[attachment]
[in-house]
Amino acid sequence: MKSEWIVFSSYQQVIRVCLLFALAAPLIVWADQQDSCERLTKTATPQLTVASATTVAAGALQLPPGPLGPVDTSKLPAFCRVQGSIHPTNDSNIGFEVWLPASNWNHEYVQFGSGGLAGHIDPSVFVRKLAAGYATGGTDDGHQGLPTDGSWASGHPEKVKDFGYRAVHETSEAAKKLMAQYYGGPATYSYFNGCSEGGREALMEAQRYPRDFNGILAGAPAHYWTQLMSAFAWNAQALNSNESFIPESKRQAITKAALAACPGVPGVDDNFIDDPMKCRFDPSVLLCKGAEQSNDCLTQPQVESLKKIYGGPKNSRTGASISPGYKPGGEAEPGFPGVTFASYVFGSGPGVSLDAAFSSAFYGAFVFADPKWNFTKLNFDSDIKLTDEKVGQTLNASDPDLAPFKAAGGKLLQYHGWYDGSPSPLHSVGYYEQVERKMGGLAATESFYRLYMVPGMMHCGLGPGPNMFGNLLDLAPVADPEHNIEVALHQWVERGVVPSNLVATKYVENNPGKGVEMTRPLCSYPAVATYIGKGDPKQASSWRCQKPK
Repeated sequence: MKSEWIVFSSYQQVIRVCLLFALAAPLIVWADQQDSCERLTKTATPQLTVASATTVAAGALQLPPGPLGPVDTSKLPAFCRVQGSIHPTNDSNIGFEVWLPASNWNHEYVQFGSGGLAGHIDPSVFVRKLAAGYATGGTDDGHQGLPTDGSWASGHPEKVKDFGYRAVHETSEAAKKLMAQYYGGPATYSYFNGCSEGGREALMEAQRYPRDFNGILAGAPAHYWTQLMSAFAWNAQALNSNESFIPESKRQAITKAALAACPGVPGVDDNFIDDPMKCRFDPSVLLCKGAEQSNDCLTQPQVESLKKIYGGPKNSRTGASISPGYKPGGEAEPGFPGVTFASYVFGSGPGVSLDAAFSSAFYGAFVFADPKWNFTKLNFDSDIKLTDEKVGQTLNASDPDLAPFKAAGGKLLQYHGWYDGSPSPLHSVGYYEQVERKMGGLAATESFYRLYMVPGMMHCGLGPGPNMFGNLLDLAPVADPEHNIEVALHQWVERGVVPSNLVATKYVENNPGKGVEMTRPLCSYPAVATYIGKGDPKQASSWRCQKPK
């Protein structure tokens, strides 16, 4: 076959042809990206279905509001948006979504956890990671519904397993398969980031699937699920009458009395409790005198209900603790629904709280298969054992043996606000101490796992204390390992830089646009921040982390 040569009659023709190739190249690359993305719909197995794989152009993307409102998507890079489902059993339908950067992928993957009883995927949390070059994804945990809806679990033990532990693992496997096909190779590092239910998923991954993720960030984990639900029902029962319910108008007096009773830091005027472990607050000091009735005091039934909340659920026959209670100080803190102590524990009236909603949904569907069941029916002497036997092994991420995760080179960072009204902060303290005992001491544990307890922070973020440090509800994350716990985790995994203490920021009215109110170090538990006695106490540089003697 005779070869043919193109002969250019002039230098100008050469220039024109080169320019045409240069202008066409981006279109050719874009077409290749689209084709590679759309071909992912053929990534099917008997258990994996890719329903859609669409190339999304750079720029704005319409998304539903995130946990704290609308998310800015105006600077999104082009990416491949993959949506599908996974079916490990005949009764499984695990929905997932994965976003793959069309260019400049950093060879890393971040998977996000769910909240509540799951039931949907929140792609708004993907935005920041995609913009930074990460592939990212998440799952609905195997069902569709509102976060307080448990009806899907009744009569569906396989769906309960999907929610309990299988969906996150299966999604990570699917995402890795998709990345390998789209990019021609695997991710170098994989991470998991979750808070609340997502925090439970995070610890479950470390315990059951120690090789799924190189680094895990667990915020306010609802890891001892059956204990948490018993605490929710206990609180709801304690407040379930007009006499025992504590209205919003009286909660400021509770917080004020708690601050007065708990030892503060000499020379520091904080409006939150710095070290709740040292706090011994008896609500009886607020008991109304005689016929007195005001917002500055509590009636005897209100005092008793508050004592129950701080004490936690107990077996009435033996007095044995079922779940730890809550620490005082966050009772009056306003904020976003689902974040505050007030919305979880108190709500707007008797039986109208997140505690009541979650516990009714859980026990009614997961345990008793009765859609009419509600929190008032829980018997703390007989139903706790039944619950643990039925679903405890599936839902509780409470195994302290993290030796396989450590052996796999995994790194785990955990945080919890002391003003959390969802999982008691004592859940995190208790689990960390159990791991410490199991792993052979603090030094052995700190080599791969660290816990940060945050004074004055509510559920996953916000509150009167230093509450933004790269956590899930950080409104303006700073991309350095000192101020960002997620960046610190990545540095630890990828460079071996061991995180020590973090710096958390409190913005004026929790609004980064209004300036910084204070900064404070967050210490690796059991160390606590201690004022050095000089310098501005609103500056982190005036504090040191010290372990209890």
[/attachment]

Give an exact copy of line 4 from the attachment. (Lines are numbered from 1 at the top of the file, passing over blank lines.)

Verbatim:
């Protein structure tokens, strides 16, 4: 076959042809990206279905509001948006979504956890990671519904397993398969980031699937699920009458009395409790005198209900603790629904709280298969054992043996606000101490796992204390390992830089646009921040982390 040569009659023709190739190249690359993305719909197995794989152009993307409102998507890079489902059993339908950067992928993957009883995927949390070059994804945990809806679990033990532990693992496997096909190779590092239910998923991954993720960030984990639900029902029962319910108008007096009773830091005027472990607050000091009735005091039934909340659920026959209670100080803190102590524990009236909603949904569907069941029916002497036997092994991420995760080179960072009204902060303290005992001491544990307890922070973020440090509800994350716990985790995994203490920021009215109110170090538990006695106490540089003697 005779070869043919193109002969250019002039230098100008050469220039024109080169320019045409240069202008066409981006279109050719874009077409290749689209084709590679759309071909992912053929990534099917008997258990994996890719329903859609669409190339999304750079720029704005319409998304539903995130946990704290609308998310800015105006600077999104082009990416491949993959949506599908996974079916490990005949009764499984695990929905997932994965976003793959069309260019400049950093060879890393971040998977996000769910909240509540799951039931949907929140792609708004993907935005920041995609913009930074990460592939990212998440799952609905195997069902569709509102976060307080448990009806899907009744009569569906396989769906309960999907929610309990299988969906996150299966999604990570699917995402890795998709990345390998789209990019021609695997991710170098994989991470998991979750808070609340997502925090439970995070610890479950470390315990059951120690090789799924190189680094895990667990915020306010609802890891001892059956204990948490018993605490929710206990609180709801304690407040379930007009006499025992504590209205919003009286909660400021509770917080004020708690601050007065708990030892503060000499020379520091904080409006939150710095070290709740040292706090011994008896609500009886607020008991109304005689016929007195005001917002500055509590009636005897209100005092008793508050004592129950701080004490936690107990077996009435033996007095044995079922779940730890809550620490005082966050009772009056306003904020976003689902974040505050007030919305979880108190709500707007008797039986109208997140505690009541979650516990009714859980026990009614997961345990008793009765859609009419509600929190008032829980018997703390007989139903706790039944619950643990039925679903405890599936839902509780409470195994302290993290030796396989450590052996796999995994790194785990955990945080919890002391003003959390969802999982008691004592859940995190208790689990960390159990791991410490199991792993052979603090030094052995700190080599791969660290816990940060945050004074004055509510559920996953916000509150009167230093509450933004790269956590899930950080409104303006700073991309350095000192101020960002997620960046610190990545540095630890990828460079071996061991995180020590973090710096958390409190913005004026929790609004980064209004300036910084204070900064404070967050210490690796059991160390606590201690004022050095000089310098501005609103500056982190005036504090040191010290372990209890």